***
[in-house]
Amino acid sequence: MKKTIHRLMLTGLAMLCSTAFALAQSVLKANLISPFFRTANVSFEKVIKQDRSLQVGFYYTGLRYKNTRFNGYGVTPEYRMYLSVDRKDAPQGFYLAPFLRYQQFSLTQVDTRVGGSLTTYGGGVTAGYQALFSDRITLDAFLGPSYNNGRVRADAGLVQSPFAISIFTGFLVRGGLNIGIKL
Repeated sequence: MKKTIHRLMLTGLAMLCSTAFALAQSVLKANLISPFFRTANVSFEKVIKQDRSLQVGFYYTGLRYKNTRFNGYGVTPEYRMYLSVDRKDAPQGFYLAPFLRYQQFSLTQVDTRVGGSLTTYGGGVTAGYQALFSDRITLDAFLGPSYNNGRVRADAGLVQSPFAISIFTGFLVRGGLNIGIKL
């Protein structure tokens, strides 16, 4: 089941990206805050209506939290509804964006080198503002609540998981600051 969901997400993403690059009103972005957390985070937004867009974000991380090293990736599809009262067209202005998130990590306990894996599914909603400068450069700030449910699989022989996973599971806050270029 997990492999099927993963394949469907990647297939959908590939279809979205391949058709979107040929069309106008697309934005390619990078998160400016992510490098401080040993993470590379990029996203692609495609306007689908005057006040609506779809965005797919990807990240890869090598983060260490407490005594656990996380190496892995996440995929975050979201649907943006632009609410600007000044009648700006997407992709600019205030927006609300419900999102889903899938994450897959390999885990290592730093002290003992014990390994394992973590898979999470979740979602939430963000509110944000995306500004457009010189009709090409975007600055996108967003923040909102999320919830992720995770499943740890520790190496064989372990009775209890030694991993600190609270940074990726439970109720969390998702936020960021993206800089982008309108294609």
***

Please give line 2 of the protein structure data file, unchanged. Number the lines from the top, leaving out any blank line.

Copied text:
Amino acid sequence: MKKTIHRLMLTGLAMLCSTAFALAQSVLKANLISPFFRTANVSFEKVIKQDRSLQVGFYYTGLRYKNTRFNGYGVTPEYRMYLSVDRKDAPQGFYLAPFLRYQQFSLTQVDTRVGGSLTTYGGGVTAGYQALFSDRITLDAFLGPSYNNGRVRADAGLVQSPFAISIFTGFLVRGGLNIGIKL